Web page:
Spring springs early

By Lauren Hallow Published:

This year’s unusually warm weather has brought some concerns to local farmers and horticulturalists on whether the summer-like start to spring will affect the commonwealth’s abundance of spring flowers and crops.

The Associated Press reported earlier this week that Churchill Downs horticulture director Matt Bizzell said the warm winter means the track’s tulips will bloom about two weeks too early for the first Saturday in May, meaning derby goers won’t see the 6,000 to 12,000 tulips typically blooming at the track during Derby Week.

Over at the Kentucky State University Research and Demonstration Farm, Dr. Kirk Pomper has noticed a similar pattern.

“I’ve been here 14 years, and this is, I think, the earliest flowering I can remember,” said Pomper, KSU’s principal investigator of horticulture. “We’re probably three weeks ahead of normal.”

The farm’s peach trees, which typically bloom later in the spring, have been in full bloom “four or five days now,” Pomper said.

Pomper’s pawpaws are also in full bloom, something he said he isn’t used to seeing until toward the end of April.

While the blooming farm makes for a pretty picture, people like Pomper know all too well what those trees will look like if temperatures drop.

“We often get these cold periods where you get spring frost,” Pomper said. “If we’re in bloom when these frosts hit, it’s going to be quite damaging.”

Pomper said the flowers are more susceptible to freeze damage than the fruit, which tends to be more cold hardy. If a frost hits while the trees are in bloom, it’s likely that fruit won’t develop.

For those who grow fruit at home, Pomper said they may be able to prevent frost damage by throwing a blanket over their buds. But for commercial growers, horticulturists are saying there’s really not much they can do, something that concerns the Kentucky Department of Agriculture’s Adam Watson.

“If those flower buds are damaged … then we’ll have an impact on the size of crop that Kentucky producers can make,” said Watson, who oversees horticulture.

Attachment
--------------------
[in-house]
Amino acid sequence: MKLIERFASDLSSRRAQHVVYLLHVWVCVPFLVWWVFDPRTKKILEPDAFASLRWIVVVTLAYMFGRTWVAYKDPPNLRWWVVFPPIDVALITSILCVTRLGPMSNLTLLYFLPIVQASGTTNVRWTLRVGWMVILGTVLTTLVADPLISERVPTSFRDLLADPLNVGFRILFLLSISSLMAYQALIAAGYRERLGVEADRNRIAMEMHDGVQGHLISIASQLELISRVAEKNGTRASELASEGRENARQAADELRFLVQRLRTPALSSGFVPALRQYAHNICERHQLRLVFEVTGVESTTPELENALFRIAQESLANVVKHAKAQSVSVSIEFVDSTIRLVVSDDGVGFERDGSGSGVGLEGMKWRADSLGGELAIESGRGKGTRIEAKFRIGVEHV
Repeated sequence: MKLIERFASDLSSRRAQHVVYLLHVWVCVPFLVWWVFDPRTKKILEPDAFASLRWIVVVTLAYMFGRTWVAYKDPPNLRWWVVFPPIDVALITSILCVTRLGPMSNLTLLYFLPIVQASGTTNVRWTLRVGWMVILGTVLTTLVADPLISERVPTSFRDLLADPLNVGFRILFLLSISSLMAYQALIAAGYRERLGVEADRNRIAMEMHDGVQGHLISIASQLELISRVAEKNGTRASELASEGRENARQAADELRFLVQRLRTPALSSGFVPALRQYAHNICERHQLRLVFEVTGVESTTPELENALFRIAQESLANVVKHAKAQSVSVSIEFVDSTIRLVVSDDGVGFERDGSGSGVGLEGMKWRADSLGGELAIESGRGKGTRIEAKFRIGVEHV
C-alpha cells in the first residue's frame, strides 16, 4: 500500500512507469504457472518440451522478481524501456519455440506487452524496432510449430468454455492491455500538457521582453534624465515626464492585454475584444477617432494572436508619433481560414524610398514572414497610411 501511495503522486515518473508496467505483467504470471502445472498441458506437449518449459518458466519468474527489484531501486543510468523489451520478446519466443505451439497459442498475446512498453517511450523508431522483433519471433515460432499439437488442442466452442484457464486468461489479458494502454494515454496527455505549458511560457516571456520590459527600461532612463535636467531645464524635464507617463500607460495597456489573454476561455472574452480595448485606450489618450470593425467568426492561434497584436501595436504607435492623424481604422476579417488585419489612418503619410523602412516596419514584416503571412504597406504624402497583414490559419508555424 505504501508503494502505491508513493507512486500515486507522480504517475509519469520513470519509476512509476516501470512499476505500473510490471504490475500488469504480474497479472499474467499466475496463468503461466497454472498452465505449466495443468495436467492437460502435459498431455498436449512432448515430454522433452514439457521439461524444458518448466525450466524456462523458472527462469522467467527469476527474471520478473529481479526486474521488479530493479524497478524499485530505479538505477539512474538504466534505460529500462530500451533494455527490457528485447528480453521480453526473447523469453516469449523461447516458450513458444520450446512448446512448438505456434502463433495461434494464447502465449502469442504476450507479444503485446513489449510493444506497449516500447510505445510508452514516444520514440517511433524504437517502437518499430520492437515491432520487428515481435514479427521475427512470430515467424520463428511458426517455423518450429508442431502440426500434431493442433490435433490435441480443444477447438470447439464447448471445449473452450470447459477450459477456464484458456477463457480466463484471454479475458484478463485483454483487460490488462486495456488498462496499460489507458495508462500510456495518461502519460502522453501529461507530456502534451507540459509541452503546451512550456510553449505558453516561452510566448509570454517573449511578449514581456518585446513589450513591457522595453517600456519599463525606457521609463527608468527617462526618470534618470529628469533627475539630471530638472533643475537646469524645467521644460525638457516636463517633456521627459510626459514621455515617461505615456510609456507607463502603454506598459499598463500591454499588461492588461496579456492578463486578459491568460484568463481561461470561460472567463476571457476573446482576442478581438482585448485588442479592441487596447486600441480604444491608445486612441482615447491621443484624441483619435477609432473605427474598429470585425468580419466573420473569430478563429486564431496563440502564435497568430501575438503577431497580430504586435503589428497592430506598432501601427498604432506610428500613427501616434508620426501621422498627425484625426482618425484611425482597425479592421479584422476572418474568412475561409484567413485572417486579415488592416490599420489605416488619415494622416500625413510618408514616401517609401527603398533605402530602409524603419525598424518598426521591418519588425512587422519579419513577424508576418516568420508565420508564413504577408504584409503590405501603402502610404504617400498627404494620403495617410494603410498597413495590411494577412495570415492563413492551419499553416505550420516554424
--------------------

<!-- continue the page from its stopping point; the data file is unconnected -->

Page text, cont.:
“Fruit trees are typically just at the mercy of the weather … it’s one of those things where if you have climate-like effects from weather like this, it’s not anything that can be addressed easily.”

But frost damage might not be something Watson and others will have to address, according to the National Weather Service.

“Looking at the 6-10 day forecast and the 8-14 day forecast, both give us about a 60-70 percent chance of warmer than normal temperatures for the state of Kentucky,” meteorologist John Denman told The State Journal.

“In general, it is expected to cool off, but it’ll remain warmer than normal.”

While Denman cautioned that these are only predictions, not facts, he said there is a greater chance that the warmer temperatures will stick around.

“There’s a better chance of it being warmer than normal than it being colder than normal,” Denman said.

That means plants are likely to continue blooming early, which is good news for Land Branch Manager Garth Vinson, who oversees the Capitol’s landscaping.

“For us, this has been a benefit,” he said outside the Governor’s Mansion Thursday, as crews trimmed the juniper bushes behind him.

“To have everything early this year, it gives us a few extra days … to get all of our spring planting in and everything watered and settled in so it looks a little more full come Derby Day.”

Vinson said typically crews will scramble to pull out the tulips, which usually start to wilt about a week before Derby Day, so they can replant for Derby Week.

But since the Capitol tulips have sprung up a few weeks early, Vinson said the crews should have an easier time getting everything ready for the first week in May, when the Capitol receives a surge of visitors passing through for the derby.

Some local vegetable farmers, like Jessie Bessinger, are also taking the warmer spring in stride. She said she’s taken advantage of the warmer temperatures to get a head start on planting her spring vegetables.

“It’s really fun to be starting early,” Bessinger said, smiling, hands dirty from working in the garden all Thursday afternoon. “I was buying seeds in the store the other day and I had to write down the date, and I was shocked it was March still.”

Bessinger recently added some okra seeds to the garden, something she said she usually doesn’t plant until later in the spring.
That’s because okra is more susceptible to frost damage, but Bessinger said she was willing to take the risk.

“I can always plant them again,” she shrugged.

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